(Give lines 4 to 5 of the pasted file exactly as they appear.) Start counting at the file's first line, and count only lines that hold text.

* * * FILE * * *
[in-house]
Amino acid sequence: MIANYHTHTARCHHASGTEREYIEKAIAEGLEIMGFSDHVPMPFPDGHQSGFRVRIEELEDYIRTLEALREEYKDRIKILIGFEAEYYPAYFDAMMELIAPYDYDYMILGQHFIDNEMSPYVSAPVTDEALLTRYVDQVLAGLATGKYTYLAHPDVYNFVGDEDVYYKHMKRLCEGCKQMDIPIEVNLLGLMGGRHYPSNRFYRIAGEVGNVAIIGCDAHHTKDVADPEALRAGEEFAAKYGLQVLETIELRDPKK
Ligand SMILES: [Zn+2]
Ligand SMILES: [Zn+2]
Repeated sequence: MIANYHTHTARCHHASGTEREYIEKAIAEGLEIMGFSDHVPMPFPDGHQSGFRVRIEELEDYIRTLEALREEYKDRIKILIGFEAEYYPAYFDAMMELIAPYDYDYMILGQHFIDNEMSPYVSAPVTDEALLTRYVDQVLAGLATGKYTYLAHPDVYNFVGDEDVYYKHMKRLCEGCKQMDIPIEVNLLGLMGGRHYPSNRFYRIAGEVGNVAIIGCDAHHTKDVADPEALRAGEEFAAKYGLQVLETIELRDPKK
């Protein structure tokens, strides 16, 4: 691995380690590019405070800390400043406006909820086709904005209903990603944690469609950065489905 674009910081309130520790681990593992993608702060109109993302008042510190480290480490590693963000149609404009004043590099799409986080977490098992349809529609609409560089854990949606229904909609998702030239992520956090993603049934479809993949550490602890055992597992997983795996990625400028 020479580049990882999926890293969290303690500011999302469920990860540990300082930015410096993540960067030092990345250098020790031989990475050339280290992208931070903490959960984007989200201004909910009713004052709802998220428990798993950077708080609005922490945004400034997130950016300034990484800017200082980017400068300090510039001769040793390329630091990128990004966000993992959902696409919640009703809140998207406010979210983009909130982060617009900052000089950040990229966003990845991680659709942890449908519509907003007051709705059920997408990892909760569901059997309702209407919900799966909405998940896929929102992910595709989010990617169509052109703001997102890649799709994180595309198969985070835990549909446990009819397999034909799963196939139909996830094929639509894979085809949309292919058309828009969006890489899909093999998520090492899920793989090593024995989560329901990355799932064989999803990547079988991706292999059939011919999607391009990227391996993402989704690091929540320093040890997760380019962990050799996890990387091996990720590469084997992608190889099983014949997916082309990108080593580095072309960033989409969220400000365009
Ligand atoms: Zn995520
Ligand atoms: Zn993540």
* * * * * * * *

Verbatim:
Ligand SMILES: [Zn+2]
Repeated sequence: MIANYHTHTARCHHASGTEREYIEKAIAEGLEIMGFSDHVPMPFPDGHQSGFRVRIEELEDYIRTLEALREEYKDRIKILIGFEAEYYPAYFDAMMELIAPYDYDYMILGQHFIDNEMSPYVSAPVTDEALLTRYVDQVLAGLATGKYTYLAHPDVYNFVGDEDVYYKHMKRLCEGCKQMDIPIEVNLLGLMGGRHYPSNRFYRIAGEVGNVAIIGCDAHHTKDVADPEALRAGEEFAAKYGLQVLETIELRDPKK